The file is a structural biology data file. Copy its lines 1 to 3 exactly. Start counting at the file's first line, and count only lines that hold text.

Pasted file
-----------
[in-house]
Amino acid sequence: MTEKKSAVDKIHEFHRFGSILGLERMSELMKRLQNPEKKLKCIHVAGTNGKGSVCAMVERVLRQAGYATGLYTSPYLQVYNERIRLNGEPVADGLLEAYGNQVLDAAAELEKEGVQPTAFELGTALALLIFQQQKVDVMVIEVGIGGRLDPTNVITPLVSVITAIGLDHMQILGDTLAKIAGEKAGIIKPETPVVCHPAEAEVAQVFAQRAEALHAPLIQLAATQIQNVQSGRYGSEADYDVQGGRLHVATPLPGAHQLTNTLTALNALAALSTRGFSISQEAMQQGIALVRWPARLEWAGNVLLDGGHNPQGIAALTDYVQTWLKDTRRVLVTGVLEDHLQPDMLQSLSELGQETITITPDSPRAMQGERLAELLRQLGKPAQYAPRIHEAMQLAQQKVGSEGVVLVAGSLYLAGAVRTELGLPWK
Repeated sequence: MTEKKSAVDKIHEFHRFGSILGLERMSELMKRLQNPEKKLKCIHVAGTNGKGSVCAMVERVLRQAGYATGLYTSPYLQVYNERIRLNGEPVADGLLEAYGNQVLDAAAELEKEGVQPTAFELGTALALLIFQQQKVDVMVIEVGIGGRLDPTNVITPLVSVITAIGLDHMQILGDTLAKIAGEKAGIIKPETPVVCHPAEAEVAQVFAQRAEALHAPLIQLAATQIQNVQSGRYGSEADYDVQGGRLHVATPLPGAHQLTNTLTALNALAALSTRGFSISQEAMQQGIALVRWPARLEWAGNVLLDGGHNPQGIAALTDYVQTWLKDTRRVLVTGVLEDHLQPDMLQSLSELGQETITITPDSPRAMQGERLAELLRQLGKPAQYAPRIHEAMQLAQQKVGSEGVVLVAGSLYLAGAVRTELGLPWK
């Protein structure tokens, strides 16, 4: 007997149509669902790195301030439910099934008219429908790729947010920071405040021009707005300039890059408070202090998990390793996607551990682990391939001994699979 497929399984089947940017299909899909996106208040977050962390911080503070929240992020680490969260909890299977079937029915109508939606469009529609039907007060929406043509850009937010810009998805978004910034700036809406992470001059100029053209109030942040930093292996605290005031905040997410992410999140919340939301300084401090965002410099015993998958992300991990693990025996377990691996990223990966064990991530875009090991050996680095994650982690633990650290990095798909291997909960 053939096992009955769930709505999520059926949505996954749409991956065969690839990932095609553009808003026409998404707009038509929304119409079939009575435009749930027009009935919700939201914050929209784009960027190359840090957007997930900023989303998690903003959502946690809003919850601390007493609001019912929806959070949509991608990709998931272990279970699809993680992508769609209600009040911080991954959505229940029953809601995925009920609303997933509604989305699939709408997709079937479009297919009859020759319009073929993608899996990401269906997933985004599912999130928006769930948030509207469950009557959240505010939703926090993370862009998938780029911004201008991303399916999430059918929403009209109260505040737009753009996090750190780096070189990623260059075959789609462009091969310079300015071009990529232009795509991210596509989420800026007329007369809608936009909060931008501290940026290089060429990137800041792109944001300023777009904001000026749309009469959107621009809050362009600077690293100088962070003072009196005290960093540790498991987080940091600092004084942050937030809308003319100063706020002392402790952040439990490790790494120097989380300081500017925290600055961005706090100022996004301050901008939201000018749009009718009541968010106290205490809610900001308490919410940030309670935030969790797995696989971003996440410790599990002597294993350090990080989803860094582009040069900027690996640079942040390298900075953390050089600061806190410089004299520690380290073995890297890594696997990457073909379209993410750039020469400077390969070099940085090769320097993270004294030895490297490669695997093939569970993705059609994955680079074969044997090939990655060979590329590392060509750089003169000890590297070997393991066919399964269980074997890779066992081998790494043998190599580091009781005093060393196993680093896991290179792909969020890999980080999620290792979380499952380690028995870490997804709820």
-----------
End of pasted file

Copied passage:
[in-house]
Amino acid sequence: MTEKKSAVDKIHEFHRFGSILGLERMSELMKRLQNPEKKLKCIHVAGTNGKGSVCAMVERVLRQAGYATGLYTSPYLQVYNERIRLNGEPVADGLLEAYGNQVLDAAAELEKEGVQPTAFELGTALALLIFQQQKVDVMVIEVGIGGRLDPTNVITPLVSVITAIGLDHMQILGDTLAKIAGEKAGIIKPETPVVCHPAEAEVAQVFAQRAEALHAPLIQLAATQIQNVQSGRYGSEADYDVQGGRLHVATPLPGAHQLTNTLTALNALAALSTRGFSISQEAMQQGIALVRWPARLEWAGNVLLDGGHNPQGIAALTDYVQTWLKDTRRVLVTGVLEDHLQPDMLQSLSELGQETITITPDSPRAMQGERLAELLRQLGKPAQYAPRIHEAMQLAQQKVGSEGVVLVAGSLYLAGAVRTELGLPWK
Repeated sequence: MTEKKSAVDKIHEFHRFGSILGLERMSELMKRLQNPEKKLKCIHVAGTNGKGSVCAMVERVLRQAGYATGLYTSPYLQVYNERIRLNGEPVADGLLEAYGNQVLDAAAELEKEGVQPTAFELGTALALLIFQQQKVDVMVIEVGIGGRLDPTNVITPLVSVITAIGLDHMQILGDTLAKIAGEKAGIIKPETPVVCHPAEAEVAQVFAQRAEALHAPLIQLAATQIQNVQSGRYGSEADYDVQGGRLHVATPLPGAHQLTNTLTALNALAALSTRGFSISQEAMQQGIALVRWPARLEWAGNVLLDGGHNPQGIAALTDYVQTWLKDTRRVLVTGVLEDHLQPDMLQSLSELGQETITITPDSPRAMQGERLAELLRQLGKPAQYAPRIHEAMQLAQQKVGSEGVVLVAGSLYLAGAVRTELGLPWK